Updated April 21, 2022 - 3:39 pm
The Nevada Supreme Court has reversed a lower court’s decision to throw out a lawsuit brought by a conservative think tank that challenged whether several sitting state lawmakers could serve while simultaneously holding public jobs.
The state’s high court issued the unanimous opinion Thursday, ruling that Nevada Policy Research Institute has standing to bring the lawsuit against the lawmakers and that the separation of powers issue “is likely to recur, and is of such significant public importance as to require resolution for future guidance.”
The ruling doesn’t settle the longstanding debate about whether public employees can serve in the state Legislature, but instead means that the NPRI’s case challenging that ability can move forward in district court.
Robert Fellner, vice president of NPRI, called the ruling “a tremendous victory for all those who believe in constitutional government and the rule of law.”
“As NPRI has long argued, the government has an obligation to operate within the confines of the Constitution,” Fellner said in a statement. “But that will only happen if the judiciary permits Nevadans to bring constitutional challenges such as these.”
NPRI filed the lawsuit in 2020 alleging that nine public employees cannot hold both elected Legislature positions and public jobs under the separation of powers clause of the state constitution.
The lower court’s ruling said that previous cases challenging separation of powers had enlisted people who claimed they were harmed by the lawmakers holding a publicly funded job. In this case, the court said, NPRI “clearly lacked standing” because the group filed the suit on its own.
The Supreme Court’s reversal of that order and its granting of standing to NPRI in the case represents a significant expansion of the public-importance exception to standing in the state.
“We hold that traditional standing requirements may not apply when an appropriate party seeks to enforce a public official’s compliance with Nevada’s separation-of-powers clause (even if it does not involve an expenditure or appropriation), provided that the issue is likely to recur and there is a need for future guidance,” Justice James Hardesty wrote in the ruling.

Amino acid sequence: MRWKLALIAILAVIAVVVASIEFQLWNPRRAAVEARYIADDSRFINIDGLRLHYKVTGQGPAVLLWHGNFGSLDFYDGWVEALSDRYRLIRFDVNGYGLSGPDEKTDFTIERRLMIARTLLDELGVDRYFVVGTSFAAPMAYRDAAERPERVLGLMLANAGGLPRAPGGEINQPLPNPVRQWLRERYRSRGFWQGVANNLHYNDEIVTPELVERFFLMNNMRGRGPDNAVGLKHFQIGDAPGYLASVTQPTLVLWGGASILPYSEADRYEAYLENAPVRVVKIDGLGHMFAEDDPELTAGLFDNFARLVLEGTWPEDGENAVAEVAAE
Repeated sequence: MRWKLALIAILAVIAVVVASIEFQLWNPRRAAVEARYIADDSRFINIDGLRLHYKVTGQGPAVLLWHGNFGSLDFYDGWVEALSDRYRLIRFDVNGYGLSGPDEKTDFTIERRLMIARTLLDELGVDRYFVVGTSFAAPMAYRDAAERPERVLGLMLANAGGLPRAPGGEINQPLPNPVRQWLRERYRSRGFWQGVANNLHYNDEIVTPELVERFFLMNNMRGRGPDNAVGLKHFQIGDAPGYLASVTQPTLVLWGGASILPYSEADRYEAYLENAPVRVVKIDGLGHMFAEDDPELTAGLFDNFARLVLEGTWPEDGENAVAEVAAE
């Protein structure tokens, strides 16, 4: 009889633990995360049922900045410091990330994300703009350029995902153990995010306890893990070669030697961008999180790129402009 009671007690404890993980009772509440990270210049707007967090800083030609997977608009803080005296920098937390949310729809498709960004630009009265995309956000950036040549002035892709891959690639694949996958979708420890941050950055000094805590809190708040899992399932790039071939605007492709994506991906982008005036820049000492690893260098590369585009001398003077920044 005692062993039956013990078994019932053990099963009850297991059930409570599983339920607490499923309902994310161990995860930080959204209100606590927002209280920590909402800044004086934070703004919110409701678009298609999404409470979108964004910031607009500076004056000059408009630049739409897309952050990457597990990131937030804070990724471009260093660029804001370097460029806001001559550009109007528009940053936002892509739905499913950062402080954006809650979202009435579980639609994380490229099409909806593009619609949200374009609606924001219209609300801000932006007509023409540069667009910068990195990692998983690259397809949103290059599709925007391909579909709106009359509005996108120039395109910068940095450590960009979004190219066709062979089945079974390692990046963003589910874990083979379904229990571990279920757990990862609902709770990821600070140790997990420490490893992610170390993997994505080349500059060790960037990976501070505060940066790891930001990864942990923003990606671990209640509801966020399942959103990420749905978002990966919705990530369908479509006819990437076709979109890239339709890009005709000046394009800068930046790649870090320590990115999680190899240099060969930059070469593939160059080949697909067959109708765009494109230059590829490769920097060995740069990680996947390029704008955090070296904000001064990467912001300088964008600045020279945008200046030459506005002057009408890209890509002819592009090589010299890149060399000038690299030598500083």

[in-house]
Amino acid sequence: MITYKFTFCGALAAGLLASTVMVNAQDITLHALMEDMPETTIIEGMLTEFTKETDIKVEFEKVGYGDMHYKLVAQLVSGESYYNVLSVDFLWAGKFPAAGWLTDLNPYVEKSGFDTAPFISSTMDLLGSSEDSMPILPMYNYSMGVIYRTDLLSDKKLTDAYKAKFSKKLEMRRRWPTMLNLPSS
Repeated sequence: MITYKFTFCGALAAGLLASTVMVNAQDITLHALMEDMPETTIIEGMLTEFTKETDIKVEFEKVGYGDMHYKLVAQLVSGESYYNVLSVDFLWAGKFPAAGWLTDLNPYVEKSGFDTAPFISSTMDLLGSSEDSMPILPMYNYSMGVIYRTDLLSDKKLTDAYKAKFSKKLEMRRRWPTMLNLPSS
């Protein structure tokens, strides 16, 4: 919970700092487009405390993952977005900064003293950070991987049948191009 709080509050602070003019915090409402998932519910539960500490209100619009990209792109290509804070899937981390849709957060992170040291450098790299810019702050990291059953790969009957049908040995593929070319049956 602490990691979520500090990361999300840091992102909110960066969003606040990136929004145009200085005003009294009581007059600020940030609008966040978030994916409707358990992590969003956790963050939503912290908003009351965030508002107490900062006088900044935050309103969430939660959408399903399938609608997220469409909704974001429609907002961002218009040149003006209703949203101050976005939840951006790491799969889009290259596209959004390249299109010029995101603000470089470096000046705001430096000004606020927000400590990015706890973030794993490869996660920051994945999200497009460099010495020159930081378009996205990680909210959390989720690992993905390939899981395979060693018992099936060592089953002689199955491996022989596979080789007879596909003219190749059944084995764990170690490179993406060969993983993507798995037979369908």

NPRI’s suit targets several lawmakers of both political parties. Democratic state Sen. Melanie Scheible works as a deputy district attorney in Clark County; Assembly Speaker Jason Frierson and Sen. James Ohrenschall, D-Las Vegas, work as deputy public defenders; Assemblywomen Selena Torres and Brittney Miller, both D-Las Vegas, work for the Clark County School District; Assemblyman Glen Leavitt, R-Boulder City, works for the Regional Transportation Commission; and Assemblywoman Jill Tolles, R-Reno, works at the University of Nevada, Reno.
Tolles and Leavitt are not running for re-election this year.
The suit also names Senate Majority Leader Nicole Cannizzaro, D-Las Vegas. Cannizzaro had worked as a prosecutor in the Clark County district attorney’s office but left the office as of last week, a spokeswoman for the district attorney’s office confirmed.
NPRI has sued several lawmakers over the separation of powers clause over the years, but those cases were never fully settled.
In 2017, NPRI sued Sen. Heidi Gansert on behalf of a man who said he wanted to apply for her job at UNR, a job that he said she shouldn’t be able to hold while also serving as an elected officials. That plaintiff later withdrew from the case.
NPRI also sued Sen. Mo Denis in 2012 on behalf of a person who wanted Denis’ job at the state Public Utilities Commission. Denis quit his job at the utilities commission, making the lawsuit moot.
In 2004, then-Attorney General Brian Sandoval issued an opinion saying that state employees could not serve in the Legislature because they served directly in the executive branch, but local government employees were not prohibited.
Contact Colton Lochhead at email@example.com. Follow @ColtonLochhead on Twitter.